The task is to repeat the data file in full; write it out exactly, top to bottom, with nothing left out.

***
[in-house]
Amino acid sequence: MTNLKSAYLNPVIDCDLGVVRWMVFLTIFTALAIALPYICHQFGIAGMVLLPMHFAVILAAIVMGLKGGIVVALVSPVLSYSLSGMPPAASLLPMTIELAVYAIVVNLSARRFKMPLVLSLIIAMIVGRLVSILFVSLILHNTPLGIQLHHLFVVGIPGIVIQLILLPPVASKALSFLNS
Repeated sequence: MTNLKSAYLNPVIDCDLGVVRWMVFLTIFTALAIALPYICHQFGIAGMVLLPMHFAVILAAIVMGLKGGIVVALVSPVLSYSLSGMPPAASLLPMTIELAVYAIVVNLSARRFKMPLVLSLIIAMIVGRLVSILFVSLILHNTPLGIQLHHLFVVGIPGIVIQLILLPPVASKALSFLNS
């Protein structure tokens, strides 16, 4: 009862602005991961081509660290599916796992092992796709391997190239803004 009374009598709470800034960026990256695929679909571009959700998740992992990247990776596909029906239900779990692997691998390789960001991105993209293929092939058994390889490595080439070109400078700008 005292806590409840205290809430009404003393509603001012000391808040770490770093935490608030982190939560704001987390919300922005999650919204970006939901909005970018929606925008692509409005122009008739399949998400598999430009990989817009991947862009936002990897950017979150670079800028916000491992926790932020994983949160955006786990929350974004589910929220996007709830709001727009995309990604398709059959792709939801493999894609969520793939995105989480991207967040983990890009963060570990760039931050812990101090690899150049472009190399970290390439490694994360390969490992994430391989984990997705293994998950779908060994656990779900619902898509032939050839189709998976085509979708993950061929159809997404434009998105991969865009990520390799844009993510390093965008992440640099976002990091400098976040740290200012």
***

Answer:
[in-house]
Amino acid sequence: MTNLKSAYLNPVIDCDLGVVRWMVFLTIFTALAIALPYICHQFGIAGMVLLPMHFAVILAAIVMGLKGGIVVALVSPVLSYSLSGMPPAASLLPMTIELAVYAIVVNLSARRFKMPLVLSLIIAMIVGRLVSILFVSLILHNTPLGIQLHHLFVVGIPGIVIQLILLPPVASKALSFLNS
Repeated sequence: MTNLKSAYLNPVIDCDLGVVRWMVFLTIFTALAIALPYICHQFGIAGMVLLPMHFAVILAAIVMGLKGGIVVALVSPVLSYSLSGMPPAASLLPMTIELAVYAIVVNLSARRFKMPLVLSLIIAMIVGRLVSILFVSLILHNTPLGIQLHHLFVVGIPGIVIQLILLPPVASKALSFLNS
């Protein structure tokens, strides 16, 4: 009862602005991961081509660290599916796992092992796709391997190239803004 009374009598709470800034960026990256695929679909571009959700998740992992990247990776596909029906239900779990692997691998390789960001991105993209293929092939058994390889490595080439070109400078700008 005292806590409840205290809430009404003393509603001012000391808040770490770093935490608030982190939560704001987390919300922005999650919204970006939901909005970018929606925008692509409005122009008739399949998400598999430009990989817009991947862009936002990897950017979150670079800028916000491992926790932020994983949160955006786990929350974004589910929220996007709830709001727009995309990604398709059959792709939801493999894609969520793939995105989480991207967040983990890009963060570990760039931050812990101090690899150049472009190399970290390439490694994360390969490992994430391989984990997705293994998950779908060994656990779900619902898509032939050839189709998976085509979708993950061929159809997404434009998105991969865009990520390799844009993510390093965008992440640099976002990091400098976040740290200012």